MANHATTAN, New York (WABC) --New York City police are investigating a possible threat against its officers, as well as one against officers in Philadelphia, and one person is being questioned by authorities.
On Tuesday, an anonymous caller alerted the NYPD about a man who allegedly wanted to shoot a police officer, saying "it's probably ISIS related." A separate anonymous call to the Philadelphia Police Department about a threat to shoot one of its officers did not mention ISIS.
NYPD Assistant Chief Thomas Galati said Wednesday that the Philadelphia Police Department notified the NYPD about its phone call. The Philadelphia police had connected the call to an address in Upper Manhattan. Afterwards, Galati said, the NYPD got an anonymous call, also indicating that the same person was going to shoot a police officer.
Galati said police knew who the person accused of making the threats was, and when the 36-year-old man heard that the NYPD was looking to interview him, he notified his parole officer of his whereabouts. He was taken to the 40th Precinct to be interviewed by detectives in the matter.
Sources say he is currently on parole and has two open warrants, though he has no known connection to Philadelphia.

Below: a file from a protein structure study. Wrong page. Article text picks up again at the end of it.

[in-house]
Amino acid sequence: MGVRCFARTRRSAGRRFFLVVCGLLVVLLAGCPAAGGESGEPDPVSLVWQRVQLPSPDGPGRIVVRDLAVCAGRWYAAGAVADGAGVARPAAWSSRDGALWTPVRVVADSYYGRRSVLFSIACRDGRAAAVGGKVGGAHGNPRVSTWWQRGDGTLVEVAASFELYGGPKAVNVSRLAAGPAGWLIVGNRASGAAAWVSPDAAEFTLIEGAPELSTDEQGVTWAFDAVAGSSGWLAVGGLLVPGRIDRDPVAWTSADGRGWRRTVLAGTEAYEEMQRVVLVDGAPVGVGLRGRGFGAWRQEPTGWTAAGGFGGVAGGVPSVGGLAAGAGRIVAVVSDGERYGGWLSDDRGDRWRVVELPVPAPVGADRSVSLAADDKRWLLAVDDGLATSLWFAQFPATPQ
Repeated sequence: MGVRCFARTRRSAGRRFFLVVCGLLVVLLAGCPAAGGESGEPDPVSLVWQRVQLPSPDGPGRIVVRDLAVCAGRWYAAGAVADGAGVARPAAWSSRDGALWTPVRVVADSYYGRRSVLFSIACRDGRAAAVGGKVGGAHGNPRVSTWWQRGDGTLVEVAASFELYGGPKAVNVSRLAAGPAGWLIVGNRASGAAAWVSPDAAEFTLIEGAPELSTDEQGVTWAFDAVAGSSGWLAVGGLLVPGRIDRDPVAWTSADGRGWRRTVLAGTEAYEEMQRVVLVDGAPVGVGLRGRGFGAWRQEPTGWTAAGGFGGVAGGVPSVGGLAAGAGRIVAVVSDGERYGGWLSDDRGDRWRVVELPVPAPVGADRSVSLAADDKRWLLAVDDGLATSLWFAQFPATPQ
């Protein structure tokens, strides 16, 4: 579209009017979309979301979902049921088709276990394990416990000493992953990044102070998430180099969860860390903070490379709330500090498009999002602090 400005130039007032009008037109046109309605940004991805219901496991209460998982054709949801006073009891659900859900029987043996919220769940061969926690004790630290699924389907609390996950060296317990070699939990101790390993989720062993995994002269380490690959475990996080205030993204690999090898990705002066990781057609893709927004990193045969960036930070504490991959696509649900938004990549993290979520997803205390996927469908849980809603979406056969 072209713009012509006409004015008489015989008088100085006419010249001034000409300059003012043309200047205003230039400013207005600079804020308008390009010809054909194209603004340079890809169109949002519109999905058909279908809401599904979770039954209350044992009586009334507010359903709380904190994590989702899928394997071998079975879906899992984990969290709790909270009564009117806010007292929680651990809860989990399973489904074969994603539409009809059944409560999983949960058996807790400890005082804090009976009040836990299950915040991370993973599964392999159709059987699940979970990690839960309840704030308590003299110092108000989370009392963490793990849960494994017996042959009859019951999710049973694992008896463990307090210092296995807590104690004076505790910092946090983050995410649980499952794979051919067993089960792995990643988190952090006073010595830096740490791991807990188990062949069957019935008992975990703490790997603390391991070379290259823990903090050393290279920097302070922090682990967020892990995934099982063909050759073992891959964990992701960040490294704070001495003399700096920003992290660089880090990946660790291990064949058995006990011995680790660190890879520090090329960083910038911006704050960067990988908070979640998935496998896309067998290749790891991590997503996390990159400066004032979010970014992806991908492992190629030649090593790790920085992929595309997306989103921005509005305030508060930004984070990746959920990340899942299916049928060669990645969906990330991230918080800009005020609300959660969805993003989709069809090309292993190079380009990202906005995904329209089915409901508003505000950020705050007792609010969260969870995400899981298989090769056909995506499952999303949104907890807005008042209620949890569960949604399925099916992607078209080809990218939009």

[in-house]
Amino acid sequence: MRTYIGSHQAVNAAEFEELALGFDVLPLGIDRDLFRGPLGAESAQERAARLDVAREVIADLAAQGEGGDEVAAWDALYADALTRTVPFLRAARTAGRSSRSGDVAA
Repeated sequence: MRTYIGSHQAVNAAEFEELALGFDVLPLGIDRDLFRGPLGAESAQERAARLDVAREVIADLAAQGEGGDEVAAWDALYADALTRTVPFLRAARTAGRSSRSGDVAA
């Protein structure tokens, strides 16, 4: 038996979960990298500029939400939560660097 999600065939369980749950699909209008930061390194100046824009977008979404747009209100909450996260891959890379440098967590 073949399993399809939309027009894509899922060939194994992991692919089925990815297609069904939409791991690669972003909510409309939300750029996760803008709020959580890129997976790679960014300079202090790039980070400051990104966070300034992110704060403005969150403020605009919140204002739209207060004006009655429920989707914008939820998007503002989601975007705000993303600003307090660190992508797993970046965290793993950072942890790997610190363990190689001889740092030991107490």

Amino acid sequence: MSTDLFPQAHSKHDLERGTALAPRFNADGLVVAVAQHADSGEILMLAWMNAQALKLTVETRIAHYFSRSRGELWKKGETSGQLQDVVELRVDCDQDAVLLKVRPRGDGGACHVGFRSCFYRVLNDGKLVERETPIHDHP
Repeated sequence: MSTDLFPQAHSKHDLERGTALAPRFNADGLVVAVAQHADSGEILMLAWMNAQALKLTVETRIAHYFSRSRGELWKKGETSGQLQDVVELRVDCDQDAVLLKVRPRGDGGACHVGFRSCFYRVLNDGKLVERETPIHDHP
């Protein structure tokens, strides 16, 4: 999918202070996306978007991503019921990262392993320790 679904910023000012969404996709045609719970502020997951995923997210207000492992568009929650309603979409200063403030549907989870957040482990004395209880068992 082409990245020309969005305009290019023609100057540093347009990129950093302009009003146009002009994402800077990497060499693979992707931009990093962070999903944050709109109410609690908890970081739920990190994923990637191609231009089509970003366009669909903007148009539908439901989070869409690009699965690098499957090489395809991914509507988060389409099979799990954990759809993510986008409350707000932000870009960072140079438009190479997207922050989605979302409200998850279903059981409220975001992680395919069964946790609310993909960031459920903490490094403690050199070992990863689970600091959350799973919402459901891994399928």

PBA President Patrick Lynch said police are "always a potential target for terrorists and political extremists" in a statement, and he urged members to be alert and "to take all necessary precautions. Be mindful that any call, regardless of how insignificant it appears to be, may be a set up."
Galati said there has been an officer safety alert to make sure all officers know who the potential threat is.
"We are taking it serious based on what happened in Philadelphia a couple weeks ago," he said.
Here is the full text of Lynch's statement:
"New York City police officers recognize that they are always a potential target for terrorists and political extremists. The PBA is reminding all of our members to be alert at all times, back each other up and to take all necessary precautions when responding to jobs. Be mindful that any call, regardless of how insignificant it appears to be, may be a set up. Rely on your training and tactics and trust your instincts. Don't hesitate to call for back up when your gut tells you something is wrong."
Authorities are now trying to determine if there's any truth to the tip called in, supposedly by a rival gang member, and that's why police brass didn't want to say a lot about the case or give it any more publicity.
"I think the chief has gone about as far as we can go on this," NYPD deputy commissioner of counter-terrorism John Miller said. "That is why this was an alert put out to police officers as opposed to the public at large, because this investigation is still at that stage. So I think we're going to have to move off of this for now."